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Now in its twelfth year, Class 46 is dedicated to European trade mark law and practice. This weblog is written by a team of enthusiasts who want to spread the word and share their thoughts with others.

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EU General Court rules in Adidas three-stripes case

On 19 June 2019 the General Court (Ninth Chamber, extended composition) handed down its judgment in Case T-307/17 adidas AG vs EUIPO/Shoe Branding Europe BVBA (intervener). Tobias Malte Müller, Chair of the MARQUES Amicus Curiae Team, discusses the key points.

The Adidas three-stripe mark

This case concerned the validity of one of Adidas’s three-stripes trade marks registered as an EUTM in 2014. Shoe Branding Europe filed an application to declare the mark invalid. The EUIPO Cancellation Division granted the application and held Adidas's EUTM invalid due to lack of distinctive character, both inherent and acquired through use. The EUIPO Board of Appeal rejected Adidas’s appeal and, in particular, Adidas’s plea of acquired distinctiveness. Adidas then brought the matter before the General Court.

MARQUES supported Adidas in this case, which is of utmost importance of its members and all brand owners. The MARQUES Amicus Curiae Team submitted its brief on 22 January 2018 and pleaded in favour of a liberal interpretation of Article 7(3) of Regulation No. 207/2009 and of the evidence to be submitted in support of this provision.

MARQUES advocated the position, following which Article 7(3) does not only refer to use of the mark in the form in which it was submitted for registration, but also to the use of the trade mark in forms which differ from that form solely by insignificant variations and that are, therefore, able to be regarded as broadly equivalent to that form (“law of permissible variations”, paragraph 59). MARQUES further emphasised that a narrow interpretation of Article 7(3) would inevitably raise the bar for proving acquired distinctiveness so as to become extremely costly and burdensome for trade mark owners and therefore unachievable in practice, especially for smaller and mid-sized companies.

However, the General Court, having regard to the alleged simplicity of the mark at issue, considered the evidence showing a reversed colour scheme to be a significant variation of the registered form, even if the same sharp contrast between the three stripes and the background was preserved in both versions. Therefore, and in contrast to MARQUES’ position, the General Court adopted a restrictive approach in holding that the part of the evidence which did not show the mark as registered, but another sign – in particular a reversed colour scheme – was to be dismissed (paragraph 77). It concluded that various pieces of evidence adduced by Adidas did not prove that the mark at issue had acquired, throughout the territory of the European Union, distinctive character following the use which had been made of it.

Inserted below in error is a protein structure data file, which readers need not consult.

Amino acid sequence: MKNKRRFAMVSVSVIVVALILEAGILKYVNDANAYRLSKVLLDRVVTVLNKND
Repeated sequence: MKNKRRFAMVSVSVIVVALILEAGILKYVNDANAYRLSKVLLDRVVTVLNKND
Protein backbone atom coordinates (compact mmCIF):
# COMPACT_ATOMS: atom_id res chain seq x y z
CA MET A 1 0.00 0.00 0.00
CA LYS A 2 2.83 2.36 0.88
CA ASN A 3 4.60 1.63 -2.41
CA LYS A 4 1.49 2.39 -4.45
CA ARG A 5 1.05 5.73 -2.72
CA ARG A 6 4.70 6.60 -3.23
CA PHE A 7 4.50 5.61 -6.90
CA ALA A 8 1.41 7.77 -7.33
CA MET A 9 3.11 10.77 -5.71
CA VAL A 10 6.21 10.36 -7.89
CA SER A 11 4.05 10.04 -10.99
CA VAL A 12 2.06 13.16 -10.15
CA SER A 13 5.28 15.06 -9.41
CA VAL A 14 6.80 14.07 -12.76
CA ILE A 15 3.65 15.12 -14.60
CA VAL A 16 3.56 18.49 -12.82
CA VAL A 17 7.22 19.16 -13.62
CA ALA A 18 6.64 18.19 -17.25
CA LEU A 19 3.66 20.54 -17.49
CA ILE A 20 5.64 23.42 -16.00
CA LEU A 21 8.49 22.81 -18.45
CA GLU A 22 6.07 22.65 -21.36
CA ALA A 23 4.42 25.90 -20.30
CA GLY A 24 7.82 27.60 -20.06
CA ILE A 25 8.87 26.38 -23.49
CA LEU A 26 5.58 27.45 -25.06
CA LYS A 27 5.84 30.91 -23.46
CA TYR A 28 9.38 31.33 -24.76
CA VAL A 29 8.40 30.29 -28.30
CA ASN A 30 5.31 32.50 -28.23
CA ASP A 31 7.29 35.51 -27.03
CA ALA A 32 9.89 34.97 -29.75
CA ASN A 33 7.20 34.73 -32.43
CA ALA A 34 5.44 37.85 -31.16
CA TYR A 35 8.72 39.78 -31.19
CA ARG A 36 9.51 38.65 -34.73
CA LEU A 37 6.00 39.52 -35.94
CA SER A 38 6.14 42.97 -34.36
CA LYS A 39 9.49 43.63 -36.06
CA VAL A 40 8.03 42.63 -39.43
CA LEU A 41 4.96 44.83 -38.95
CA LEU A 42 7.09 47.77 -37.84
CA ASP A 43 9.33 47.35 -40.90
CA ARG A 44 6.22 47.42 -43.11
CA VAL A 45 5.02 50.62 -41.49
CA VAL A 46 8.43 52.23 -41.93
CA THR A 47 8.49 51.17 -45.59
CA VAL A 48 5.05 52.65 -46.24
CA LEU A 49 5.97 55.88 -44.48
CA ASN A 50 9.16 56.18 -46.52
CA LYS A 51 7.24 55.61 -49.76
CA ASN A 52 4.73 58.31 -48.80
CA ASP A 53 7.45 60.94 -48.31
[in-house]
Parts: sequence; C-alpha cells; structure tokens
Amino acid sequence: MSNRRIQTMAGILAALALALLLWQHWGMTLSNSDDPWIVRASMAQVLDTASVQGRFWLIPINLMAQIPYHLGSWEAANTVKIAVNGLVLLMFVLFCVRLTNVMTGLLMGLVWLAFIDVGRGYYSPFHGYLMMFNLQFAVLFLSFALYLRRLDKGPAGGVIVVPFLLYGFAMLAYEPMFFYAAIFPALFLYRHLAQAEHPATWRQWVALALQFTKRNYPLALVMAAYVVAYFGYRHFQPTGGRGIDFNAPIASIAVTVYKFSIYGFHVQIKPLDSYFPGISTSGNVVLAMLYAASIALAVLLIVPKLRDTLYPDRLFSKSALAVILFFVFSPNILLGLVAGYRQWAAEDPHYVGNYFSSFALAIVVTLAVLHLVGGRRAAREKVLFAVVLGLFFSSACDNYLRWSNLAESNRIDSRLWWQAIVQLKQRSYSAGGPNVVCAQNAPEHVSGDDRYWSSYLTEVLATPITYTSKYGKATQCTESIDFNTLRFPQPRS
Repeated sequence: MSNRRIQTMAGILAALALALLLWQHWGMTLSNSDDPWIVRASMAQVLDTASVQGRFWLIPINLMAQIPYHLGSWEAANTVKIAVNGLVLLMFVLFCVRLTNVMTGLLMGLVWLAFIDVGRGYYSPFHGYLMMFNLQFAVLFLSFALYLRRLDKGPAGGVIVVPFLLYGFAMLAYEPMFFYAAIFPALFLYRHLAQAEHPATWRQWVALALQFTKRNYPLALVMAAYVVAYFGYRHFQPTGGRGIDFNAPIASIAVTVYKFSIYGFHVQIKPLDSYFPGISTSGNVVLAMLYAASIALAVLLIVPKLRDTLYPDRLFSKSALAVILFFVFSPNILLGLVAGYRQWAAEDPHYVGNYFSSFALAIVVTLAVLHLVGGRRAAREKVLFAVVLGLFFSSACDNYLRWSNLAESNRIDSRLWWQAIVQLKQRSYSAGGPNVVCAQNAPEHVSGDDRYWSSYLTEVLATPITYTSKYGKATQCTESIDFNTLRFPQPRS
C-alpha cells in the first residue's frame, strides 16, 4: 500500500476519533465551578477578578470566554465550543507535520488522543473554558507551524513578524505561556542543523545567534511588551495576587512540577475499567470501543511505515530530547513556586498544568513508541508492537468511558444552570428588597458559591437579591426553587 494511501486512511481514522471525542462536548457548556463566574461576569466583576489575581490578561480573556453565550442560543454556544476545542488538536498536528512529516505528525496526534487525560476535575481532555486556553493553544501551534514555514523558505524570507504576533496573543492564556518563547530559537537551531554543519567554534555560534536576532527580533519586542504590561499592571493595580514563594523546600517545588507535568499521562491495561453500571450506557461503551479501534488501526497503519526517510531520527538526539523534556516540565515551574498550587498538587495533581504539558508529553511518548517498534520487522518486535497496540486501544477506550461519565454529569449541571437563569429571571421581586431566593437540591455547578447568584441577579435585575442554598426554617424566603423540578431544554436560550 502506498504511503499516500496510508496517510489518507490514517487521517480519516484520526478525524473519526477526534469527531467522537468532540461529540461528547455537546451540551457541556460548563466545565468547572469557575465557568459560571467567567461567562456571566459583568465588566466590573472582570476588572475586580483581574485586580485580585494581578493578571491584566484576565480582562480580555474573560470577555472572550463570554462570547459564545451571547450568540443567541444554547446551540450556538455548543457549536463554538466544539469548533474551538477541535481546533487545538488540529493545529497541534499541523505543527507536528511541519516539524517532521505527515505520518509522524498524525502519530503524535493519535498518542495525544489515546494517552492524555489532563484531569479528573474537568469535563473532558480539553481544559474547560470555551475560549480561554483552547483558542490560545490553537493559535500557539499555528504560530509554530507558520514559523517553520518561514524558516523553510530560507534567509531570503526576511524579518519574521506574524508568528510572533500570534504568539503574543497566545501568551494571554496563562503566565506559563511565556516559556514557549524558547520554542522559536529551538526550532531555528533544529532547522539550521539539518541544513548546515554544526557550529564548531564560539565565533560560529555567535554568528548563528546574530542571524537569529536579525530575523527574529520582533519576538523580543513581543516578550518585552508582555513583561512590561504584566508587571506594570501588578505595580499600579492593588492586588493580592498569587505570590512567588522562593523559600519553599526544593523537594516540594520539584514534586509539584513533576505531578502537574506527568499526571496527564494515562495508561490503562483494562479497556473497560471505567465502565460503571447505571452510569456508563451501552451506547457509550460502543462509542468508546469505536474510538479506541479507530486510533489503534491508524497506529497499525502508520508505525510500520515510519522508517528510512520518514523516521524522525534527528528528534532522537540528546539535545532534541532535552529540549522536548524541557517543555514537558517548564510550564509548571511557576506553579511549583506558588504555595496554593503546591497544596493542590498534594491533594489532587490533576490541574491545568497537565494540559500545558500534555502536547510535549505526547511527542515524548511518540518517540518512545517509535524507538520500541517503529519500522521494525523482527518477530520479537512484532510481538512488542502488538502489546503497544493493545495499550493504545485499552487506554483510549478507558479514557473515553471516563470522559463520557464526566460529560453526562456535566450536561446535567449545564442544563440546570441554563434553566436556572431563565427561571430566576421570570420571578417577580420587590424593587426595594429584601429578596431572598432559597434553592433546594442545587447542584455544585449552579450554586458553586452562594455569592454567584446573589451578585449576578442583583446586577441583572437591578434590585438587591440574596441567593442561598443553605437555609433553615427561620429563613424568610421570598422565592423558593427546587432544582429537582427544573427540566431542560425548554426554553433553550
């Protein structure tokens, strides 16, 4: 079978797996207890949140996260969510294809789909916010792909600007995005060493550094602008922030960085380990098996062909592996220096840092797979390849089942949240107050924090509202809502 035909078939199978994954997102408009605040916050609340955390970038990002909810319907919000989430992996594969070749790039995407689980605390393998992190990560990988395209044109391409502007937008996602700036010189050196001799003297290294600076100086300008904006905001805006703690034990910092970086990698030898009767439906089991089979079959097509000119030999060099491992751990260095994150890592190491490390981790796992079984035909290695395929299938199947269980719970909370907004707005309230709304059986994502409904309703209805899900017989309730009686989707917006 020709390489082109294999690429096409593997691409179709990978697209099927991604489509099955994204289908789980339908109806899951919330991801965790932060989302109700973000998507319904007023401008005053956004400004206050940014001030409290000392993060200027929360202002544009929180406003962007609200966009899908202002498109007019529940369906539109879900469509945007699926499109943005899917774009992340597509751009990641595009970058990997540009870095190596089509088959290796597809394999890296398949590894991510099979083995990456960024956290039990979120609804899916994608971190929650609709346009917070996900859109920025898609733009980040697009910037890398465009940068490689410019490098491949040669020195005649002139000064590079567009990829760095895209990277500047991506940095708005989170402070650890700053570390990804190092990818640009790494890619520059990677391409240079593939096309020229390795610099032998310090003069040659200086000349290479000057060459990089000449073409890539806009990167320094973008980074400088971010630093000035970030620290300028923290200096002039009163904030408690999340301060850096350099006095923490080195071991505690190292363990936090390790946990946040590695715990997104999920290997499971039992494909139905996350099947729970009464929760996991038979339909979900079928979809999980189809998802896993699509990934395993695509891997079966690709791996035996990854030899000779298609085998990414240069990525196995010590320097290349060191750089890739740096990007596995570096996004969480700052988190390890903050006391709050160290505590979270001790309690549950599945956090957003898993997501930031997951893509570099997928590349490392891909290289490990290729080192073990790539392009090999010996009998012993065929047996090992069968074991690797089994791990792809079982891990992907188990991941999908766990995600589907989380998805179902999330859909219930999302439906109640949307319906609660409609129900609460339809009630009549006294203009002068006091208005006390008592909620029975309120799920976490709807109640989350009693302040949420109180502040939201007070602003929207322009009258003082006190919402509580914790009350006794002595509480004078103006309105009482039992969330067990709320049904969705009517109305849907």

Nevertheless, the General Court pointed out that in order to successfully claim distinctive character acquired through use, it would be unreasonable to require proof of such acquisition for each individual Member State (paragraph 145). This view is based on the Court of Justice’s judgment of 25 July 2018, Société des produits Nestlé and Others v Mondelez UK Holdings & Services (Case C‑84/17 P, C‑85/17 P et C‑95/17), where MARQUES also intervened and supported exactly the position that no provision of Regulation No 207/2009 requires that the acquisition of distinctive character through use be established by separate evidence in each individual Member State (paragraph 146).

Tobias is a partner of TALIENS in Munich and Chair of the MARQUES Amicus Curiae Team

Posted by: Blog Administrator @ 08.23
Tags: Adidas, EU General Court, Kit Kat, Amicus Curiae Team ,
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MARQUES does not guarantee the accuracy of the information in this blog. The views are those of the individual contributors and do not necessarily reflect those of MARQUES. Seek professional advice before action on any information included here.

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